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The Night Shift Young Company 2020 was a 5 day workshop this February Half Term for 16-21 year olds, interested in developing their creative performance and devising skills in a fun, safe and professional environment. This particular Young Company week revolved around the themes of Zoo Co's next show Night Shift which is currently in the early stages of Research and Development. We ingeniously named it the Night Shift Young Company (NSYC). 


The NSYC helped start the conversations around the show and offered the young artists to create and develop their own ideas in relation to the themes of Night Shift. They also learnt lots of new skills and got a taste of what it’s like to be in an professional ensemble. 

They worked with established playwright Paula B Stanic, movement director Brian Duffy and Zoo Co's Artistic Director Flo O'Mahony, to explore the ideas of Night Shift to help Zoo Co create a show they would want to come and see.


- Paula B Stanic has worked at The National, Young Vic, Soho Theatre and many other London venues.

- Brian Duffy is an actor, movement director and BSL consultant specialising in Visual Vernacular and Shakespeare amongst many other things!

The workshop culminated in a relaxed sharing of a 30 minute piece they had made over the previous 5 days of work in front of a friendly audience as well as industry professionals who also held a panel talk after the sharing.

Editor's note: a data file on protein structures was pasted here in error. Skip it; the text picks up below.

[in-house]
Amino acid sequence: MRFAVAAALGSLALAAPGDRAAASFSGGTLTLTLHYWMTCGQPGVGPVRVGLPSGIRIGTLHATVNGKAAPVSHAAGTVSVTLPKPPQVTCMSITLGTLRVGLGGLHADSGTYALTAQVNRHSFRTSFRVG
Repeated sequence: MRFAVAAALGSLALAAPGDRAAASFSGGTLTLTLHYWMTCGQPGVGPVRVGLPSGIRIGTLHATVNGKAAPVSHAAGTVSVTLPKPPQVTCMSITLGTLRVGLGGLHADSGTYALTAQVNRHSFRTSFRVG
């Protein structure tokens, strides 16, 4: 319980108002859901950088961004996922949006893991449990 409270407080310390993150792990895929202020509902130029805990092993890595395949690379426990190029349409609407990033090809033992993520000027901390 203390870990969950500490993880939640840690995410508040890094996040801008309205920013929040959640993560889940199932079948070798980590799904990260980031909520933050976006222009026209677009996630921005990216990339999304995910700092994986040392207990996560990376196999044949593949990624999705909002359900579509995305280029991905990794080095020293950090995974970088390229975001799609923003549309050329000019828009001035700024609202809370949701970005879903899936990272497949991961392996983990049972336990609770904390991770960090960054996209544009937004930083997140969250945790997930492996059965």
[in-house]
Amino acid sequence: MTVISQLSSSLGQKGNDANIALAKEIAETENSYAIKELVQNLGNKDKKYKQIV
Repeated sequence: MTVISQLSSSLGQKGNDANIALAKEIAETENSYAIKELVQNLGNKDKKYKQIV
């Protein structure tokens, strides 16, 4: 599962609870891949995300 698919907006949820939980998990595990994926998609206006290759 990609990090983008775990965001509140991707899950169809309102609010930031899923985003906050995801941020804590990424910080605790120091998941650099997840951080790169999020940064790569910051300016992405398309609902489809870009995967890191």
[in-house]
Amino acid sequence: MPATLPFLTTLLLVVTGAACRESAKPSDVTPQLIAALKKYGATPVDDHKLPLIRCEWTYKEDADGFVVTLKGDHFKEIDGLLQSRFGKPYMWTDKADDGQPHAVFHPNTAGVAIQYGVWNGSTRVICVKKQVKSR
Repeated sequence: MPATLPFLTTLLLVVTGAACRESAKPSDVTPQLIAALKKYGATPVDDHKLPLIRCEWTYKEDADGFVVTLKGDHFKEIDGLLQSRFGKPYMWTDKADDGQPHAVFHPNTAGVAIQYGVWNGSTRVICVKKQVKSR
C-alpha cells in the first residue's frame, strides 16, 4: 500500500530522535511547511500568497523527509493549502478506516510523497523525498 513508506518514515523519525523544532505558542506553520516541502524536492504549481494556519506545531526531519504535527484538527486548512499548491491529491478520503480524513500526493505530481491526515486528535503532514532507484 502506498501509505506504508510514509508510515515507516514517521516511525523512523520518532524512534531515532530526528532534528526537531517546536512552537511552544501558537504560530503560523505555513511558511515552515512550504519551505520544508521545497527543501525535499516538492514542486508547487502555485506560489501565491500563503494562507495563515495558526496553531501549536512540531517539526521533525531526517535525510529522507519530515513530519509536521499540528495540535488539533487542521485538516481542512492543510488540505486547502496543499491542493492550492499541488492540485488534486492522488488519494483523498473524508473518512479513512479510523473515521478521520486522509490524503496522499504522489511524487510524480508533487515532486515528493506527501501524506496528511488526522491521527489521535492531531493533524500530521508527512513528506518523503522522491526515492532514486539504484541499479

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So, what is Night Shift about? Night Shift is set on one night in Croydon, which is possibly the last night on earth, but the characters in the story don’t know that. We are looking at reasons people are awake in the middle of the night - maybe they are NHS workers, cleaners, railway staff, a new mum, an insomniac, a party goer on their way home. How does it feel to be awake when you think everybody else is asleep? What does Croydon look like at night? Night Shift will include d/Deaf and hearing actors and leaders.​


This workshop was open to d/Deaf and hearing young people age 16-21. We provided interpreters and we gave the company the chance to learn basic BSL skills, too which was particularly important as they were working with both hearing and d/Deaf creatives during the workshop. 


Everyday was different as is the way when developing a new play, but here are some of the things we focused on:


  • Playing games and warming up

  • Acting 

  • Movement

  • Telling stories visually

  • Story structures

  • Working as an ensemble

  • Creative risk-taking

  • Creating accessible theatre

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